"Member states should apply the precautionary principle in order to protect not only researchers, who will be the first to be in contact with nano-objects, but also professionals, consumers, citizens and the environment in the course of N&N research activities," states the Commission code of conduct for responsible nanosciences and nanotechnologies (N&N) research, adopted on 7 February 2008.
The Commission recommends that member states follow the general principles and guidelines for actions outlined in the code "as they formulate, adopt and implement their strategies for developing sustainable nanosciences and nanotechnologies (N&N)".
Member states are also asked to encourage the voluntary adoption of the code by relevant national authorities, research funding bodies and researchers. They are also expected to use the document to promote dialogue at all governance levels to increase understanding and involvement by the general public in the development of new technologies.
The code of conduct recommends that all N&N research activities be conducted in respect of a set of seven principles. According to these, all activities should:
- Respect fundamental rights and be conducted in the interest of the well-being of individuals and society;
- be safe for people and the environment;
- be ethical and contribute to sustainable development;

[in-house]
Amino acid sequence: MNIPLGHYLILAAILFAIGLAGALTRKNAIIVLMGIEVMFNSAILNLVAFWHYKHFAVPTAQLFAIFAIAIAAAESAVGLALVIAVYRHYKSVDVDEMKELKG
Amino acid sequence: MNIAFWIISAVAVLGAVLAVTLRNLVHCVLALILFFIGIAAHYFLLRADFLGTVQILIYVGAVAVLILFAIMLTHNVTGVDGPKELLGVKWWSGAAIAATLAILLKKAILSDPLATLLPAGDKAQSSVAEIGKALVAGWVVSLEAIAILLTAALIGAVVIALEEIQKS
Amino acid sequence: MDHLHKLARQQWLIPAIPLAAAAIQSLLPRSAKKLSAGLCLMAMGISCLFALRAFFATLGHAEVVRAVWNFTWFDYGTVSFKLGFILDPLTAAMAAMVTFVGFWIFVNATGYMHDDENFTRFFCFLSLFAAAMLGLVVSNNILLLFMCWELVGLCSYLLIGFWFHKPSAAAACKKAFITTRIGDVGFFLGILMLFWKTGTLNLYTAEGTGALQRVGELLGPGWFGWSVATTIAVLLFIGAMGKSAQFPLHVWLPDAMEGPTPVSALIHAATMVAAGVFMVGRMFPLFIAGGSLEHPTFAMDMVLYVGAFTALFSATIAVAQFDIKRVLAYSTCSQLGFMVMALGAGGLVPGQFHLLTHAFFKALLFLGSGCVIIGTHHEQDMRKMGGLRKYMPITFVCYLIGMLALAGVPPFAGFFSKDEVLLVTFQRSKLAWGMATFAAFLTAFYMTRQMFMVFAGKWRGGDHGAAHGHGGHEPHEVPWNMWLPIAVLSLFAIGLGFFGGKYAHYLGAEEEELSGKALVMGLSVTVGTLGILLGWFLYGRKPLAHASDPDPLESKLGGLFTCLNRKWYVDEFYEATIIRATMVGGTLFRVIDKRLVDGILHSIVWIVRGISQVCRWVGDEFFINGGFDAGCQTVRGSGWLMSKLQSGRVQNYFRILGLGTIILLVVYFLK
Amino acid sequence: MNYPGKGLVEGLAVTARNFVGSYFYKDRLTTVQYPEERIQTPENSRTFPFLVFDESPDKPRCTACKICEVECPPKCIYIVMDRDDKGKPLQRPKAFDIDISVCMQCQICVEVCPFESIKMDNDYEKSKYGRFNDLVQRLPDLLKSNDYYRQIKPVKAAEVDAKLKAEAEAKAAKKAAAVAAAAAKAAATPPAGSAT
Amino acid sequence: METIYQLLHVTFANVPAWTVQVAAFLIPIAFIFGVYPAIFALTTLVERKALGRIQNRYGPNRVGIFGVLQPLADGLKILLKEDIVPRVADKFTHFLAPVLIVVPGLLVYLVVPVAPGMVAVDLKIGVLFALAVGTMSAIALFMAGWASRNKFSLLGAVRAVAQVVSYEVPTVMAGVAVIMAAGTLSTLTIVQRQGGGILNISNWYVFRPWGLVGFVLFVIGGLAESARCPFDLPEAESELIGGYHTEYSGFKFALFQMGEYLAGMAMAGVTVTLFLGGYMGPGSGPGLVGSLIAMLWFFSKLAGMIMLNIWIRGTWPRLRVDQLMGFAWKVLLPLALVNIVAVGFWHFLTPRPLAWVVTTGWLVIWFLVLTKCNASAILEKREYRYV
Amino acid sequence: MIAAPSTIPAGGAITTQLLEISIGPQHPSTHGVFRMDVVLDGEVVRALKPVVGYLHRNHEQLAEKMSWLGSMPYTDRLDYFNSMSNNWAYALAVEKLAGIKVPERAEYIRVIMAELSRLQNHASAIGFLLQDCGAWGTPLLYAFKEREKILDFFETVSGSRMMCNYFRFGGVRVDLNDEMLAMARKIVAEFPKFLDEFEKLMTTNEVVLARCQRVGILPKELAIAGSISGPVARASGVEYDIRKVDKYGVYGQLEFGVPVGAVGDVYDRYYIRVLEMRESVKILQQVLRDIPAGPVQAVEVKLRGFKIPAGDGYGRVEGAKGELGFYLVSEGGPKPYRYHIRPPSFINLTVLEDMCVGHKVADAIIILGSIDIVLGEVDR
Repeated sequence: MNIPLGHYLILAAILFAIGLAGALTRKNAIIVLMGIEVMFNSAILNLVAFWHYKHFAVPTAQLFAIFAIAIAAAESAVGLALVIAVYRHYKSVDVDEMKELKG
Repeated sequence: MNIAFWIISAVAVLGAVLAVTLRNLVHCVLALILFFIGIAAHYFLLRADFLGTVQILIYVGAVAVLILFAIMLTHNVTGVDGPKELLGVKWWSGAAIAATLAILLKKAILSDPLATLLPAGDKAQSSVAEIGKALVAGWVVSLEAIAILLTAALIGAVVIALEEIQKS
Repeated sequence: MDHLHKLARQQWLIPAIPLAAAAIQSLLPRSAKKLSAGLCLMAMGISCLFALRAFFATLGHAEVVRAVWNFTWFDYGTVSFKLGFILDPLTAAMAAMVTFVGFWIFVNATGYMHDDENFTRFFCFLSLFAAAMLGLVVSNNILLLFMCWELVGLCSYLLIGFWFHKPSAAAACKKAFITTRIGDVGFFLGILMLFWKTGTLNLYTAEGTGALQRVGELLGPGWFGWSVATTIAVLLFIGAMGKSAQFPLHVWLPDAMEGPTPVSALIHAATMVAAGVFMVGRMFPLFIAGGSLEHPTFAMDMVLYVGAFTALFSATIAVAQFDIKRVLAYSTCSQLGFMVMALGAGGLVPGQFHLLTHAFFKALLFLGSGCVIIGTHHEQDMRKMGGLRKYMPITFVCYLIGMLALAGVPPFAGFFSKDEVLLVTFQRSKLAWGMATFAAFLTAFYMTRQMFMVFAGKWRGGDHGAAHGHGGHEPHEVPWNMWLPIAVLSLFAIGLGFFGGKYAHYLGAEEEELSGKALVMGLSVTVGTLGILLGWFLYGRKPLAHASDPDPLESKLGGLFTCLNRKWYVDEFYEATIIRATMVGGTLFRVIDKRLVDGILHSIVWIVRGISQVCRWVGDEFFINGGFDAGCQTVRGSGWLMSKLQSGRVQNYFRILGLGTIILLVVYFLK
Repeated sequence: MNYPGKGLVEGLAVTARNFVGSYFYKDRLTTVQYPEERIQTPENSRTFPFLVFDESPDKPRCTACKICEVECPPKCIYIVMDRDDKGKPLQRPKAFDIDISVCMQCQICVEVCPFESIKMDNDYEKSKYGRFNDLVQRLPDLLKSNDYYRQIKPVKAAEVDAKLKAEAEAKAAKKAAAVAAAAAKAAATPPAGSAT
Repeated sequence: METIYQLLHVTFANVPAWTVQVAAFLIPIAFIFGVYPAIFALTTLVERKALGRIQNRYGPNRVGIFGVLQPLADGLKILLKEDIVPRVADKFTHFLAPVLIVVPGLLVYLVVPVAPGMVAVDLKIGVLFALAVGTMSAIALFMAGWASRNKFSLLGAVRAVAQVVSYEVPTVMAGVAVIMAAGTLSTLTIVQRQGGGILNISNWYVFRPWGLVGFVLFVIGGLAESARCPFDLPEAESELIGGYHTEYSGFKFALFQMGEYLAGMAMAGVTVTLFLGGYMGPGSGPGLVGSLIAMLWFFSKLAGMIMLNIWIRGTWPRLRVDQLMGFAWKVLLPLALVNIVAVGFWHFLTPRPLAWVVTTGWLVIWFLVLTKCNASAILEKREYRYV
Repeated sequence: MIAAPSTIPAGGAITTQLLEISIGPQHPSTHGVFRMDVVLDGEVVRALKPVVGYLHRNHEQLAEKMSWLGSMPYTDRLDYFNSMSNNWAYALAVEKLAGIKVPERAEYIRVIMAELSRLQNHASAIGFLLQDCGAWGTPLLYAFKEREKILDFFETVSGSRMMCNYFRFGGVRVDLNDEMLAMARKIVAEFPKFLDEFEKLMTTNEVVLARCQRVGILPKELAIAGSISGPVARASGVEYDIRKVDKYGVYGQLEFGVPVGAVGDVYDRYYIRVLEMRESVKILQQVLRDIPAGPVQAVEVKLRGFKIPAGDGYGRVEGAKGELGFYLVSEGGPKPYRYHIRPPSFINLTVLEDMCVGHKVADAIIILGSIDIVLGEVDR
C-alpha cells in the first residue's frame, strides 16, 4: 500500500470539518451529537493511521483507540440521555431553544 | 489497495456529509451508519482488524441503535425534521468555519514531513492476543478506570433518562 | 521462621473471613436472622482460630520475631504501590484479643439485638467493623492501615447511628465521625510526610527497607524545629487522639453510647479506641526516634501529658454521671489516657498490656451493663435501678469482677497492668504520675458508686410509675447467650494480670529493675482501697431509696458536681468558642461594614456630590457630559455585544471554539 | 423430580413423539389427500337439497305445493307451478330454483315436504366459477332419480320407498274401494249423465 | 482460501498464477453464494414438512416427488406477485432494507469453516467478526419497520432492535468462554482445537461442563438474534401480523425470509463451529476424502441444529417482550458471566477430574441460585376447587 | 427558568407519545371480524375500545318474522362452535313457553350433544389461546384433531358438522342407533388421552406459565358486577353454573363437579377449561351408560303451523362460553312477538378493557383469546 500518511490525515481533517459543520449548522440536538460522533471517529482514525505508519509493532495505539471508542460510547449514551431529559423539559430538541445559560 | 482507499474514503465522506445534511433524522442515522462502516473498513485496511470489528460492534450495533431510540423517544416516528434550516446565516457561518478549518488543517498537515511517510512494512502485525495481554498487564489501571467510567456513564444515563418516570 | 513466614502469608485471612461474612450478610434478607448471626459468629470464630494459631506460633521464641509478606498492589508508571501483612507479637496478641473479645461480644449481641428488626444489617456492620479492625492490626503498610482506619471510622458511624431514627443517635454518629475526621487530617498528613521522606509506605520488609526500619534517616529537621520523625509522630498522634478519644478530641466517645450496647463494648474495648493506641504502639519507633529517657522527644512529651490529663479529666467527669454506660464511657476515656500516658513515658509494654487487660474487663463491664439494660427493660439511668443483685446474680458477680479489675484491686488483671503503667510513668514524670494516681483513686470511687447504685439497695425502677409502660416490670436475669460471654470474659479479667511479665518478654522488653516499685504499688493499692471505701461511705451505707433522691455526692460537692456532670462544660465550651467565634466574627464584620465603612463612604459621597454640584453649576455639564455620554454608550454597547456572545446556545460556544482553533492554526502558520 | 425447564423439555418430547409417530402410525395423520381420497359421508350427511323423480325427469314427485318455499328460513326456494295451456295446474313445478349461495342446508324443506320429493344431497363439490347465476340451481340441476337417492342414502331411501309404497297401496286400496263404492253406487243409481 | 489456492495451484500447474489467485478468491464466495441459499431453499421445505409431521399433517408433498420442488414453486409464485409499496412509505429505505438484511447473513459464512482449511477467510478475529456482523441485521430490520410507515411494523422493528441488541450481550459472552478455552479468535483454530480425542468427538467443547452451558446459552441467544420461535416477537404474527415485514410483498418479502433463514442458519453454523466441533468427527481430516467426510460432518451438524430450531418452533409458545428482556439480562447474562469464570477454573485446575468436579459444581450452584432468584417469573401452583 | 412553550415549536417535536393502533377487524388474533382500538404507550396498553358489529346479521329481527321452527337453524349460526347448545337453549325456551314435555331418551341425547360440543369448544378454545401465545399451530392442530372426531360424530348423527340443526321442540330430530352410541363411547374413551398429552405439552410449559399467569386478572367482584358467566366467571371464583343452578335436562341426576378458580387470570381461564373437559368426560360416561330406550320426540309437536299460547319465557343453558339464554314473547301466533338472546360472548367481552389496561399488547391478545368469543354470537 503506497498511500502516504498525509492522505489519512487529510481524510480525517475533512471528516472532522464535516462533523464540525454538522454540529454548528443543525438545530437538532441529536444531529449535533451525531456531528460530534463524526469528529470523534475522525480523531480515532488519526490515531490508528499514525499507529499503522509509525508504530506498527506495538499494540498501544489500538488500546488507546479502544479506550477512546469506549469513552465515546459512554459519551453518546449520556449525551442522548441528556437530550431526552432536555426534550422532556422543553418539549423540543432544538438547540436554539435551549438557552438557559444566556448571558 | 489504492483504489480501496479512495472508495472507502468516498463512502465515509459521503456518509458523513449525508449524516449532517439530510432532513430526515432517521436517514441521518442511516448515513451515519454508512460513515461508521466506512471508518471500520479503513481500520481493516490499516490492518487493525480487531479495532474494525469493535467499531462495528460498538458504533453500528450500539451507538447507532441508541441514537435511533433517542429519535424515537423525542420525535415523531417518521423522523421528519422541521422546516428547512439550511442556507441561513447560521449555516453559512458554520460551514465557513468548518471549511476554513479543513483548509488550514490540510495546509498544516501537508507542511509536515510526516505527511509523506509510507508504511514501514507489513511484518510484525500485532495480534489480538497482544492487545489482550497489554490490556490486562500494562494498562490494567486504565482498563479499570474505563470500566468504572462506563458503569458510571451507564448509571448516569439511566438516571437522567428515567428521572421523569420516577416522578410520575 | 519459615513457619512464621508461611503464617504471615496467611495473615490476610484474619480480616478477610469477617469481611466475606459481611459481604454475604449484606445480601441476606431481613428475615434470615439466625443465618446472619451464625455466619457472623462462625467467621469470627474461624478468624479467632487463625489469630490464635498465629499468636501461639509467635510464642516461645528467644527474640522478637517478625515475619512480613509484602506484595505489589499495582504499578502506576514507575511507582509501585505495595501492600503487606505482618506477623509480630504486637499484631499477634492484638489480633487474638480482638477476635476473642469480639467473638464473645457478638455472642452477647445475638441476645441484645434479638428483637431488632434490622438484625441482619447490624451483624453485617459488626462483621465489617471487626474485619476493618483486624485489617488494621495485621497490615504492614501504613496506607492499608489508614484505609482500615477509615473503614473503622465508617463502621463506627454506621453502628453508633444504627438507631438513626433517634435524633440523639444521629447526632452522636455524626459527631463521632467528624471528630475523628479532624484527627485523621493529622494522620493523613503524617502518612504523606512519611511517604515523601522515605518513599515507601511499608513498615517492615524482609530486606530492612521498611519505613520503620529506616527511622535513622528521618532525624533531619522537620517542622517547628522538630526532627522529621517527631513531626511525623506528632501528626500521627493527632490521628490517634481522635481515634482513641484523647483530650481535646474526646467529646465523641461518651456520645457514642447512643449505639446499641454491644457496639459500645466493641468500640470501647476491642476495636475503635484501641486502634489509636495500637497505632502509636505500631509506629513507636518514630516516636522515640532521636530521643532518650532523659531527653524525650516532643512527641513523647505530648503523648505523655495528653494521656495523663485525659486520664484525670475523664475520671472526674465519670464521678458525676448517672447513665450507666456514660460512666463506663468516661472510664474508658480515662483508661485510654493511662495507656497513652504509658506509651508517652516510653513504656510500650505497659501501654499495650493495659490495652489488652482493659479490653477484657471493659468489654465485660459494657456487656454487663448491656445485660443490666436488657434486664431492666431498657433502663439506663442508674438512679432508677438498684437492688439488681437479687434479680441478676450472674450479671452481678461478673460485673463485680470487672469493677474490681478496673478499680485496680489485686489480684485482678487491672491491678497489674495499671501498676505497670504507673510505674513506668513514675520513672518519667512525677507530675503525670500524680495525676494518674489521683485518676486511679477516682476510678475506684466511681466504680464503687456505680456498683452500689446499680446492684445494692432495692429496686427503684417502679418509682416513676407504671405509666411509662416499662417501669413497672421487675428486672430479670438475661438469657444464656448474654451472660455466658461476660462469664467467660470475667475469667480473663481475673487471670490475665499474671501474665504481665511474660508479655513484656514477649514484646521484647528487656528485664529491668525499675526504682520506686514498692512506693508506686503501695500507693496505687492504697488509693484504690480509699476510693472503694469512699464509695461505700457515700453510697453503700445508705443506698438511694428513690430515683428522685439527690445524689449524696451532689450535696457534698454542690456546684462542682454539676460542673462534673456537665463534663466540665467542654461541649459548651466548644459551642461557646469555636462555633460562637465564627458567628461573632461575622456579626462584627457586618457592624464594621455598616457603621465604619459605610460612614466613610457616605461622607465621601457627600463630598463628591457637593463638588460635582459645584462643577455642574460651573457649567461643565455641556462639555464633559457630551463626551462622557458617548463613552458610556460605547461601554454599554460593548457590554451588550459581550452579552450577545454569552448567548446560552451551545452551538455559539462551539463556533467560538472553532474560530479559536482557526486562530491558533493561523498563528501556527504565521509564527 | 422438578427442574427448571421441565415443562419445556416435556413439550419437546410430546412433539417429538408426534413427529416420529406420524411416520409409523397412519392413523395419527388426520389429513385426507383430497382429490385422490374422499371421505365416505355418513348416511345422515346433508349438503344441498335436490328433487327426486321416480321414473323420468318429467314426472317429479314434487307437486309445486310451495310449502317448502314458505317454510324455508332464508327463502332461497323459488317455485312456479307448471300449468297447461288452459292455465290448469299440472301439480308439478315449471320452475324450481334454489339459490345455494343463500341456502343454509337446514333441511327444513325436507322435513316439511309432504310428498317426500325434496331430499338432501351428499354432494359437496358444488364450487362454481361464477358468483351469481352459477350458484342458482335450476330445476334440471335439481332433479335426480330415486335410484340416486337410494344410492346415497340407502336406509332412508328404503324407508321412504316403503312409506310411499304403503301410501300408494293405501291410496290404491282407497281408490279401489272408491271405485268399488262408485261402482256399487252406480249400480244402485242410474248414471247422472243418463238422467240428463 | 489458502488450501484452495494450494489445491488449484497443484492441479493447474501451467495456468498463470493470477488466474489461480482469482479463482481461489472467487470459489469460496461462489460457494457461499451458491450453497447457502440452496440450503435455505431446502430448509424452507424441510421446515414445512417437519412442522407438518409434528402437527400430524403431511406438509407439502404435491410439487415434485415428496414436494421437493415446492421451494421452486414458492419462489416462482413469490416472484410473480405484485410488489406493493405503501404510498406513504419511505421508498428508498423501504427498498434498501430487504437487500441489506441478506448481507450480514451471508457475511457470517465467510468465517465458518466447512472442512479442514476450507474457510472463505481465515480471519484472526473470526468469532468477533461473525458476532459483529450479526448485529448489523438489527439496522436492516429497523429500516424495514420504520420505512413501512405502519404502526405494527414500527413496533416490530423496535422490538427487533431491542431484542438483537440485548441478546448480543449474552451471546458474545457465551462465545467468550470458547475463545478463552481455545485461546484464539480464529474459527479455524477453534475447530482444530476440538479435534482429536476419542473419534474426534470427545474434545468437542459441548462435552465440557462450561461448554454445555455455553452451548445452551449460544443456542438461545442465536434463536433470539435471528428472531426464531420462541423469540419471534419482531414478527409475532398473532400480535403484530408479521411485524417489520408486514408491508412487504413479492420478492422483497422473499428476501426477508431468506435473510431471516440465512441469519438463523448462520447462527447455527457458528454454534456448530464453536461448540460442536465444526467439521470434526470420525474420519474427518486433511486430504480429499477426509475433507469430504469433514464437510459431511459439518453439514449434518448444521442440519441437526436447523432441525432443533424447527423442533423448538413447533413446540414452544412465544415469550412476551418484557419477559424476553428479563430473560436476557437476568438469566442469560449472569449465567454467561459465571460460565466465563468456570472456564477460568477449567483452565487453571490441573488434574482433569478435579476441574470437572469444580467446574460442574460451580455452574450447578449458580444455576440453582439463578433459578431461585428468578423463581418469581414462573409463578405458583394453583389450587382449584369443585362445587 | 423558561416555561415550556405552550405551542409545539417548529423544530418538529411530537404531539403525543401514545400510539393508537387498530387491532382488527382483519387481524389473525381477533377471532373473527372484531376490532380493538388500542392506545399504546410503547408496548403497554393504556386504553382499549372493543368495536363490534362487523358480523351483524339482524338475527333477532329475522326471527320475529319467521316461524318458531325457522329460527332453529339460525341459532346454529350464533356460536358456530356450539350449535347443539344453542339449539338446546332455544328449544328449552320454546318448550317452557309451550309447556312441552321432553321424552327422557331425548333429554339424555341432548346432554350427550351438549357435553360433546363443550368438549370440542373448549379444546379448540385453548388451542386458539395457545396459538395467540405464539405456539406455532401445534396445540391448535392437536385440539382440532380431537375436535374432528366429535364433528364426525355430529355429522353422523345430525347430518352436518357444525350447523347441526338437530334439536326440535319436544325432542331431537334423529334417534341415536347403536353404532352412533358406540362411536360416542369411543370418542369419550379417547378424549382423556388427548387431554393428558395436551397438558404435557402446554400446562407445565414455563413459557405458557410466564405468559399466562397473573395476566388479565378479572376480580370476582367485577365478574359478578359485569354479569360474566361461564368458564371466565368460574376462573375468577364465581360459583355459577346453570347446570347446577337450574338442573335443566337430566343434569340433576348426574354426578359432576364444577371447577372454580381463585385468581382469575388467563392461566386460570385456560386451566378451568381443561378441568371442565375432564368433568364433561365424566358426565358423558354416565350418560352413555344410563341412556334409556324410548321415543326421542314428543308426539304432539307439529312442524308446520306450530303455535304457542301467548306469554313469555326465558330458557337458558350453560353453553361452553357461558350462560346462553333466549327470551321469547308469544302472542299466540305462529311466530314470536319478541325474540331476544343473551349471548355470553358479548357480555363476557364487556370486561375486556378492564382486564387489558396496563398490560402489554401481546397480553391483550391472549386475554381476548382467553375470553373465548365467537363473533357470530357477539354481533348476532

- be conducted in accordance with the precautionary principle;
- be guided by the principles of openness to all stakeholders, transparency and respect for the legitimate right of access to information;
- meet the best scientific standards, including integrity of research and good laboratory practices, and;
- encourage maximum creativity and flexibility for innovation and growth.
In addition, the code suggests that "researchers and research organisations should remain accountable for the social, environmental and human health impacts of their work".
Stakeholder adoption of the code will be monitored annually. The code will be reviewed every two years "to take into account developments in N&N worldwide and their integration into European society".
The code is a regulation and thus not legally binding. Therefore, member states can decide to grant a wider or narrower measure of protection regarding nanotech research than recommended in the code.